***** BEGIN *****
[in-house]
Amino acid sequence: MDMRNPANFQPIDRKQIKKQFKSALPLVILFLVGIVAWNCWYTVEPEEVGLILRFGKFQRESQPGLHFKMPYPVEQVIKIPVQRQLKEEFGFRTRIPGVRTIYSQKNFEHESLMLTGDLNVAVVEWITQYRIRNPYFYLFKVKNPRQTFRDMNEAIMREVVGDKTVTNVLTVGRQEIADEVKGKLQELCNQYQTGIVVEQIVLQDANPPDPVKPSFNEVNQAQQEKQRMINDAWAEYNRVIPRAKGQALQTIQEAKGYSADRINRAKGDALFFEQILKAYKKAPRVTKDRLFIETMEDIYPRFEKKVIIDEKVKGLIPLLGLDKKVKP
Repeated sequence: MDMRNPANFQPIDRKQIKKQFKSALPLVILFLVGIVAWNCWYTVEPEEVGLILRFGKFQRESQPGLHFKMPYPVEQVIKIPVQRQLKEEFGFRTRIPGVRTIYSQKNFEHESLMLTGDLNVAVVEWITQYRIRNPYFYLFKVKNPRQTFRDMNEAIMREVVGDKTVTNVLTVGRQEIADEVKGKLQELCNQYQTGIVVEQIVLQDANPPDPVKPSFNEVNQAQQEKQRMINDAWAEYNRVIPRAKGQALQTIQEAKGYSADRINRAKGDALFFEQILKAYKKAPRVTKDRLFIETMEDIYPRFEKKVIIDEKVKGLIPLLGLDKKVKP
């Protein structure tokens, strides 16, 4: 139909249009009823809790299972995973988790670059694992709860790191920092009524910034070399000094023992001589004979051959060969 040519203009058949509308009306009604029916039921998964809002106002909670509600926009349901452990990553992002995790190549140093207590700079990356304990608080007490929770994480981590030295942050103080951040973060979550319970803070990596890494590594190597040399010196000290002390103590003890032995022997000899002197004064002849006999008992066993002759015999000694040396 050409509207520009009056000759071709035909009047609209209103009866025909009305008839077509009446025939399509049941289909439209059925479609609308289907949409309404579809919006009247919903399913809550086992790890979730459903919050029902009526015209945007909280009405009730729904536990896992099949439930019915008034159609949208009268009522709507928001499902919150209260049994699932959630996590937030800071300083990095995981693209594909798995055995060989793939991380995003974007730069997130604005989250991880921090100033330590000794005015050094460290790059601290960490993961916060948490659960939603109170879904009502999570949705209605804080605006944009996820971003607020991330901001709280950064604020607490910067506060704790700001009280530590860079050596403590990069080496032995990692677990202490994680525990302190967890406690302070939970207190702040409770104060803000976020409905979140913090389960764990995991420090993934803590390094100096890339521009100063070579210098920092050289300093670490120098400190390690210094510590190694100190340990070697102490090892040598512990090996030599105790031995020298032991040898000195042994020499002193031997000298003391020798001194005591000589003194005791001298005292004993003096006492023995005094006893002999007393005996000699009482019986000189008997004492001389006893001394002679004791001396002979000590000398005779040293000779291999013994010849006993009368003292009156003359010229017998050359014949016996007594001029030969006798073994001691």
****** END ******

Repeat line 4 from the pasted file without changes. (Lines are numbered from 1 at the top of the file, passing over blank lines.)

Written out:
């Protein structure tokens, strides 16, 4: 139909249009009823809790299972995973988790670059694992709860790191920092009524910034070399000094023992001589004979051959060969 040519203009058949509308009306009604029916039921998964809002106002909670509600926009349901452990990553992002995790190549140093207590700079990356304990608080007490929770994480981590030295942050103080951040973060979550319970803070990596890494590594190597040399010196000290002390103590003890032995022997000899002197004064002849006999008992066993002759015999000694040396 050409509207520009009056000759071709035909009047609209209103009866025909009305008839077509009446025939399509049941289909439209059925479609609308289907949409309404579809919006009247919903399913809550086992790890979730459903919050029902009526015209945007909280009405009730729904536990896992099949439930019915008034159609949208009268009522709507928001499902919150209260049994699932959630996590937030800071300083990095995981693209594909798995055995060989793939991380995003974007730069997130604005989250991880921090100033330590000794005015050094460290790059601290960490993961916060948490659960939603109170879904009502999570949705209605804080605006944009996820971003607020991330901001709280950064604020607490910067506060704790700001009280530590860079050596403590990069080496032995990692677990202490994680525990302190967890406690302070939970207190702040409770104060803000976020409905979140913090389960764990995991420090993934803590390094100096890339521009100063070579210098920092050289300093670490120098400190390690210094510590190694100190340990070697102490090892040598512990090996030599105790031995020298032991040898000195042994020499002193031997000298003391020798001194005591000589003194005791001298005292004993003096006492023995005094006893002999007393005996000699009482019986000189008997004492001389006893001394002679004791001396002979000590000398005779040293000779291999013994010849006993009368003292009156003359010229017998050359014949016996007594001029030969006798073994001691």